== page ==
Two boys stood in the Prince Consort Gallery, and looked down on a third. It was June 19th, 1895. The Prince had died in 1861, and had seen only the beginnings of his ambitious project for a gathering of museums in which the British craftsmen could study the best examples of design. His portrait, modest and medalled,was done inmosaic in the tympanum of a decorative arch at one end of the narrowgallery which ran above the space of the South Court. The South Court was decorated with further mosaics, portraits of painters, sculptors, potters, the "Kensington Valhalla." The third boy was squatting beside one of a series of imposing glass cases displaying gold and silver treasures. Tom, the younger of the two looking down, thought of Snow White in her glass coffin. He thought also, looking up at Albert, that the vessels and spoons and caskets, gleaming in the liquid light under the glass, were like a resurrected kingly burial hoard. (Which, indeed, some of them were.) They could not see the other boy clearly, because he was on the far side of a case. He appeared to be sketching its contents.Julian Cain was at home in the South Kensington Museum. His father, Major Prosper Cain, was Special Keeper of Precious Metals.Julian was just fifteen, and a boarder at Marlowe School, but was home recovering from a nasty bout of jaundice. He was neither tall nor short, slightly built, with a sharp face and a sallow complexion, even without the jaundice. He wore his straight black hair parted in
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From the Publisher

From the renowned author of Possession, The Children’s Book is the absorbing story of the close of what has been called the Edwardian summer: the deceptively languid, blissful period that ended with the cataclysmic destruction of World War I. In this compelling novel, A.S. Byatt summons up a whole era, revealing that beneath its golden surface lay tensions that would explode into war, revolution and unbelievable change — for the generation that came of age before 1914 and, most of all, for their children.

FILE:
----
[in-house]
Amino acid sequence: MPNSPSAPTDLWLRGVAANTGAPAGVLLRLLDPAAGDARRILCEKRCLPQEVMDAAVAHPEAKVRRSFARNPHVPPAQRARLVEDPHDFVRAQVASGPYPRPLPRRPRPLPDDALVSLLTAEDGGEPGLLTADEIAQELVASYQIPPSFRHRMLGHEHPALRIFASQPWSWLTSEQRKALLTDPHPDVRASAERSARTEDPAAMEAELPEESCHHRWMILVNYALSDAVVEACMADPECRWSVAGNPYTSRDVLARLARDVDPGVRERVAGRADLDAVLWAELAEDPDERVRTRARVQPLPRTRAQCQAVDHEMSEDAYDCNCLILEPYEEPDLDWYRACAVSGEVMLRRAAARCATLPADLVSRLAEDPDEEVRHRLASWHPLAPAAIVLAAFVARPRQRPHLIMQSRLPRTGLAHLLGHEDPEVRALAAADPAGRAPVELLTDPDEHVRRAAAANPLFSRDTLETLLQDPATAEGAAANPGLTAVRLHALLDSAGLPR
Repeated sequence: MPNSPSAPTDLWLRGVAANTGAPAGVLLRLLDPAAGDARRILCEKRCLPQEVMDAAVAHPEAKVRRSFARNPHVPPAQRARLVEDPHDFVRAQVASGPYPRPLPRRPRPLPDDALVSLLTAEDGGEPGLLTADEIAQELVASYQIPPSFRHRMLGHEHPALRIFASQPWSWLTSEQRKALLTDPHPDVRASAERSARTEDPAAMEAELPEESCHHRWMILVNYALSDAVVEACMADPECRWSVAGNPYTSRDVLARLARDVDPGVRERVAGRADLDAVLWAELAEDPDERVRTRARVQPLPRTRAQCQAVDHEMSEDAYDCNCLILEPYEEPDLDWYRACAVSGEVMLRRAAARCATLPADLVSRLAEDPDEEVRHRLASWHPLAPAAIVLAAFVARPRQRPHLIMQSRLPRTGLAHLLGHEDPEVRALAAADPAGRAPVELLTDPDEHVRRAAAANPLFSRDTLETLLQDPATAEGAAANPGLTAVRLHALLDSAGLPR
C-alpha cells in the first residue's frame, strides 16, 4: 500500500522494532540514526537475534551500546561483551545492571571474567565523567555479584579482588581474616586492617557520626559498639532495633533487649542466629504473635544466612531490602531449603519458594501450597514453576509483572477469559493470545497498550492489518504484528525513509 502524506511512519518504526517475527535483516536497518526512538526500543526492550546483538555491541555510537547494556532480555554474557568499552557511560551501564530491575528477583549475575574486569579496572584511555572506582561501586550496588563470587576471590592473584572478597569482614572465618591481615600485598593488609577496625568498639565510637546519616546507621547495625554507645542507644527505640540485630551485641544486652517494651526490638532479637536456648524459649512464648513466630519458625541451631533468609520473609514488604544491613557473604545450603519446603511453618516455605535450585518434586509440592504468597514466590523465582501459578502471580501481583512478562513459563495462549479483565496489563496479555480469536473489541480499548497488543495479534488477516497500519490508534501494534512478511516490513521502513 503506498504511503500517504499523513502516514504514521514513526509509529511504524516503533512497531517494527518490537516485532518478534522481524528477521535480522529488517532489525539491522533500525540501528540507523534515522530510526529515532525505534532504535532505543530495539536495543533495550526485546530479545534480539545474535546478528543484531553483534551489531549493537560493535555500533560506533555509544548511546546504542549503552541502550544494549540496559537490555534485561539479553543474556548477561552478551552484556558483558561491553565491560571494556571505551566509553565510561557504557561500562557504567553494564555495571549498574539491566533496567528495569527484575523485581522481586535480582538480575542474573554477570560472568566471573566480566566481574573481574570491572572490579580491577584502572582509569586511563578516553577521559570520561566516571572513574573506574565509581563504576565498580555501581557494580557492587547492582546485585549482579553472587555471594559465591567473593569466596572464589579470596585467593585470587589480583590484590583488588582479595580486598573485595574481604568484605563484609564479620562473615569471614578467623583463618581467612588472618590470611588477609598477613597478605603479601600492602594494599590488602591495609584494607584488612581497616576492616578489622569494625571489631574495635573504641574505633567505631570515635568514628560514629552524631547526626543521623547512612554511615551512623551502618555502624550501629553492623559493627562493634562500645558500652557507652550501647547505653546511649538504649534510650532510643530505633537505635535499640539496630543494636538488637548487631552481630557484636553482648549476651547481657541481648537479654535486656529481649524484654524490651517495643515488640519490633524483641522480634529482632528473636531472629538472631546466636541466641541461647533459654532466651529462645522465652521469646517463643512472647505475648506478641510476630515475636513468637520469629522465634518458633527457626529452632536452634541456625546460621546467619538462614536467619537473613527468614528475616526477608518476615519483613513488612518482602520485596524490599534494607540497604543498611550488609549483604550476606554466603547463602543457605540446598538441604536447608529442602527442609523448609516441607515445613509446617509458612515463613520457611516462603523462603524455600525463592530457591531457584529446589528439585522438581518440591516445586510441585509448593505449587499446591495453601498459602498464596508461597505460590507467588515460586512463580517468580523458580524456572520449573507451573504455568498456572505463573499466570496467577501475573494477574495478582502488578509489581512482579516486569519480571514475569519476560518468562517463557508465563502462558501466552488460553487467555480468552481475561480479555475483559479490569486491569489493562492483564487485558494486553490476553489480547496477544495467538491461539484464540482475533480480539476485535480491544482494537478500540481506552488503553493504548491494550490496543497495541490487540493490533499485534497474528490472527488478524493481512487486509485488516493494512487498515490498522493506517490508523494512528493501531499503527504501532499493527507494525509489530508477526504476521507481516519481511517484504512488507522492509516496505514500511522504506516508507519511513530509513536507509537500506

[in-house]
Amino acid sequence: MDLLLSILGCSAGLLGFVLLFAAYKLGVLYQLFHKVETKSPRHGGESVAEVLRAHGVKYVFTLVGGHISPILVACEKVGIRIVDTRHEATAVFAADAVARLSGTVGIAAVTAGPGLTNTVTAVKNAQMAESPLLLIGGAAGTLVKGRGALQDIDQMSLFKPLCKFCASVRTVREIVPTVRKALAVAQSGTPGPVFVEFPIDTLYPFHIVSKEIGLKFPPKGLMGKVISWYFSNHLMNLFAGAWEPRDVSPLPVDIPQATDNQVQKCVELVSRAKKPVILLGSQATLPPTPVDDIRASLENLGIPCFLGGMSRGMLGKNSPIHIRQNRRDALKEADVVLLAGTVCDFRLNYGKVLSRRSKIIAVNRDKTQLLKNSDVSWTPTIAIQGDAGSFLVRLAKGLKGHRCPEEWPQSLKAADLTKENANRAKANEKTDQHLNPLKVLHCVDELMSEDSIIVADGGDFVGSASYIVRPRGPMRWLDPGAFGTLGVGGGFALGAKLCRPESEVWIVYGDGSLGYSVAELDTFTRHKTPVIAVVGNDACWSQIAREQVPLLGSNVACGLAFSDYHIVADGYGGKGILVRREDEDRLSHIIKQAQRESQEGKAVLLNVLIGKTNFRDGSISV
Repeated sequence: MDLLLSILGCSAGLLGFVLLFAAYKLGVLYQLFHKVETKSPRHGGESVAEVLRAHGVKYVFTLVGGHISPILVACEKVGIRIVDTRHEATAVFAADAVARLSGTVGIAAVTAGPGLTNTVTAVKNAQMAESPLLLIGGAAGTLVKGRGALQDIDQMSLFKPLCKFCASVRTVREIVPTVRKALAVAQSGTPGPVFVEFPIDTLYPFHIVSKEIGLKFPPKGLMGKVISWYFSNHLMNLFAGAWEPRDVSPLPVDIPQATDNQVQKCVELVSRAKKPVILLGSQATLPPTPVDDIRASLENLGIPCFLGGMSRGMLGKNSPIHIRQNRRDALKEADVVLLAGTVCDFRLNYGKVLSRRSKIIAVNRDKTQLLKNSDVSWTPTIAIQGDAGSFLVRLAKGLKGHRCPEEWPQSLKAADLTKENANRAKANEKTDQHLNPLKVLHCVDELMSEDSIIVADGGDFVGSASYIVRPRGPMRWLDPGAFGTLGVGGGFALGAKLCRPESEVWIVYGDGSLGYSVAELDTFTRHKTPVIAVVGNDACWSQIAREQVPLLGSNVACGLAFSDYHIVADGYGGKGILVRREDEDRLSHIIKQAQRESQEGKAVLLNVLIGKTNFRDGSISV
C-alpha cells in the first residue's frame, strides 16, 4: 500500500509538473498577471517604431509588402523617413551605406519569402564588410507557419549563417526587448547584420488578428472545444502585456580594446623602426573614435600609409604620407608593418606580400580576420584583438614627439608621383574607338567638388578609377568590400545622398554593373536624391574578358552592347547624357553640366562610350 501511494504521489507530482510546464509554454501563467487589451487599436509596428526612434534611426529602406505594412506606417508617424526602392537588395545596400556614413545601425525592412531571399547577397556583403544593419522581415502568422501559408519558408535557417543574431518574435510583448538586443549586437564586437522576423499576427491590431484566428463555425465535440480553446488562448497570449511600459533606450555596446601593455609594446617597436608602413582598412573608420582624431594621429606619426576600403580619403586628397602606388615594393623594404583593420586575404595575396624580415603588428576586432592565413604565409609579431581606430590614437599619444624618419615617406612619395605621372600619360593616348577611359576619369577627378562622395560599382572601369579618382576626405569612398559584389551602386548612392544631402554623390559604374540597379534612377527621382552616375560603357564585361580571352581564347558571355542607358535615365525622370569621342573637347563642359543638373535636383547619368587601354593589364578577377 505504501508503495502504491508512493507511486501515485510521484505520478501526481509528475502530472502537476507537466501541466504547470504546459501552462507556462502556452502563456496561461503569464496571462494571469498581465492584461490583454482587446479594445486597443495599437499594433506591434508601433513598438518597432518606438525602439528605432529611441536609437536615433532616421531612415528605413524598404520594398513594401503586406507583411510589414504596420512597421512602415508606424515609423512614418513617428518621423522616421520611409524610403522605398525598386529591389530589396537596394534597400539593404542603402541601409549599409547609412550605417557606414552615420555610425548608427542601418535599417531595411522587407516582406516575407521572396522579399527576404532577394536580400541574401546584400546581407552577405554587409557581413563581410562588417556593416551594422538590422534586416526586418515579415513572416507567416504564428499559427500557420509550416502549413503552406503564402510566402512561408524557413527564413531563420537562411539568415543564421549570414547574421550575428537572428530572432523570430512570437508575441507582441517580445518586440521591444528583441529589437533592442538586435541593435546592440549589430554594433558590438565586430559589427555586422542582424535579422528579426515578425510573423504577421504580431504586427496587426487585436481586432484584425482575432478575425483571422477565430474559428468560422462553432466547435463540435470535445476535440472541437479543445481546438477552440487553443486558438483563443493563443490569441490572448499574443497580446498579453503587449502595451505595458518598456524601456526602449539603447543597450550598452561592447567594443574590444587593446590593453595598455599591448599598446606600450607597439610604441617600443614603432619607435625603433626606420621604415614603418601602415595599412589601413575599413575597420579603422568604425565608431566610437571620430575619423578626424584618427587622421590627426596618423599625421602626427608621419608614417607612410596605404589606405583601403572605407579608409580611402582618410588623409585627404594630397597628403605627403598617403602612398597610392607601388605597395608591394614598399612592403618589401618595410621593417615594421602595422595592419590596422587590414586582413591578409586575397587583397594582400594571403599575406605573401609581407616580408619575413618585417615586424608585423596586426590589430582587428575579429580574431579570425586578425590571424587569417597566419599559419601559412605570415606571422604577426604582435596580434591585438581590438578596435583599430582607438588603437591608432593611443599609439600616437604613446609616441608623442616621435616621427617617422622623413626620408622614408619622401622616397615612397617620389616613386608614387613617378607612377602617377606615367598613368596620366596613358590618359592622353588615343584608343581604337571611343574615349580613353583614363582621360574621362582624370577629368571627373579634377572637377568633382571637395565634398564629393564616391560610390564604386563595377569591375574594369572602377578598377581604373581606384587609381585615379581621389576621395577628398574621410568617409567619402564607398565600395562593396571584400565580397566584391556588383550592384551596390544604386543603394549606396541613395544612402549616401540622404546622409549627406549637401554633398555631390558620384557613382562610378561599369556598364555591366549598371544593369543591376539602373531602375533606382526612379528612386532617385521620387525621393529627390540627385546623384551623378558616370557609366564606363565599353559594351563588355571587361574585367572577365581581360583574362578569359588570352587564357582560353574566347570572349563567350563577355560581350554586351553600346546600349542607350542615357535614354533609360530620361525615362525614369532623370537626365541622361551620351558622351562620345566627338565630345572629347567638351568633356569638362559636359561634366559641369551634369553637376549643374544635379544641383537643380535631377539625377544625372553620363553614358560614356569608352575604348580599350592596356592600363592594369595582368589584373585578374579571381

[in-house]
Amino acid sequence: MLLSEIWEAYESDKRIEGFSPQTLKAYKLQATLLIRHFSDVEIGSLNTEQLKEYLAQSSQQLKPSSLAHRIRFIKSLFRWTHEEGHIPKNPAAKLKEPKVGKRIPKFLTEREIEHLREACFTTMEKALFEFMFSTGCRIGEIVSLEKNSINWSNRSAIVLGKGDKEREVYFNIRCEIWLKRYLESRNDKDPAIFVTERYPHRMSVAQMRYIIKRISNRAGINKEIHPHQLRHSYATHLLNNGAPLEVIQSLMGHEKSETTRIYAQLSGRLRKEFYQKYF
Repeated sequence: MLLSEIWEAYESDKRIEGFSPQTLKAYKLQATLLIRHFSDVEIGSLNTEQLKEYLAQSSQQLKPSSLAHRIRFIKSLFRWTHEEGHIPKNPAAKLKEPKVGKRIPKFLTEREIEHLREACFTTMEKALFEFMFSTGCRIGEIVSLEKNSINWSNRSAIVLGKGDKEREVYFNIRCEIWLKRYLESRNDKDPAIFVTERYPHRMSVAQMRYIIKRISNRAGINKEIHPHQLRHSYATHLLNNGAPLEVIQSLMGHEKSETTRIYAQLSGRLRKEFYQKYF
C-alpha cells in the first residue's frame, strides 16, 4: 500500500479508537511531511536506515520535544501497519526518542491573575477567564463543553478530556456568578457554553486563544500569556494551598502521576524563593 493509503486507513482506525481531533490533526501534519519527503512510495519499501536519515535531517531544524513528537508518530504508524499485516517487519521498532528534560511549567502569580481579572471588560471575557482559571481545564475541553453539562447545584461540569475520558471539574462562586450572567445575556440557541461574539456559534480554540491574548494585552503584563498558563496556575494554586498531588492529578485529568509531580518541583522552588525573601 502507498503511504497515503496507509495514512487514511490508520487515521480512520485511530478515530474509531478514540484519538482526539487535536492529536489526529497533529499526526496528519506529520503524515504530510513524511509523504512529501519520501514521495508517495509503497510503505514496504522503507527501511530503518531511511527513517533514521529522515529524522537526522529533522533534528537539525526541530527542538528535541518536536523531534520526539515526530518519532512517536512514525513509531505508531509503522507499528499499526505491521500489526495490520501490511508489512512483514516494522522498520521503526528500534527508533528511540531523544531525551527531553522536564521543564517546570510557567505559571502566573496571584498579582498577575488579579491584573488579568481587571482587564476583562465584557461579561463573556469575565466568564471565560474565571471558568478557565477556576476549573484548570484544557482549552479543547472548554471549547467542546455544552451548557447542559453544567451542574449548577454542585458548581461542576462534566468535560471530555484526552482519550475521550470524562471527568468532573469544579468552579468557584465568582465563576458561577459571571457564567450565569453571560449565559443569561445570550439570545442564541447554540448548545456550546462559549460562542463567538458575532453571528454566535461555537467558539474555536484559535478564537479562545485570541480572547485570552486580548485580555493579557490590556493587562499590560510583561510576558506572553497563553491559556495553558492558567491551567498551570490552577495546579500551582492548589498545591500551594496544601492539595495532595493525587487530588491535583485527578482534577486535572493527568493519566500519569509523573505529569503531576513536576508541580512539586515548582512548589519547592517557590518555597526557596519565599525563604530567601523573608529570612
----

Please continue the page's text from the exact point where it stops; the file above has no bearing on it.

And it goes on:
The novel centres around Olive Wellwood, a fairy tale writer, and her circle, which includes the brilliant, erratic craftsman Benedict Fludd and his apprentice Phillip Warren, a runaway from the poverty of the Potteries; Prosper Cain, the soldier who directs what will become the Victoria and Albert Museum; Olive’s brother-in-law Basil Wellwood, an officer of the Bank of England; and many others from every layer of society. A.S. Byatt traces their lives in intimate detail and moves between generations, following the children who must choose whether to follow the roles expected of them or stand up to their parents’ “porcelain socialism.”

Olive’s daughter Dorothy wishes to become a doctor, while her other daughter, Hedda, wants to fight for votes for women. Her son Tom, sent to an upper-class school, wants nothing more than to spend time in the woods, tracking birds and foxes. Her nephew Charles becomes embroiled with German-influenced revolutionaries. Their portraits connect the political issues at the heart of nascent feminism and socialism with grave personal dilemmas, interlacing until The Children’s Book becomes a perfect depiction of an entire world.

Olive is a fairy tale writer in the era of Peter Pan and Kenneth Grahame’s The Wind In the Willows, not long after Alice’s Adventures in Wonderland. At a time when children in England suffered deprivation by the millions, the concept of childhood was being refined and elaborated in ways that still influence us today. For each of her children, Olive writes a special, private book, bound in a different colour and placed on a shelf; when these same children are ferried off into the unremitting destruction of the Great War, the reader is left to wonder who the real children in this novel are.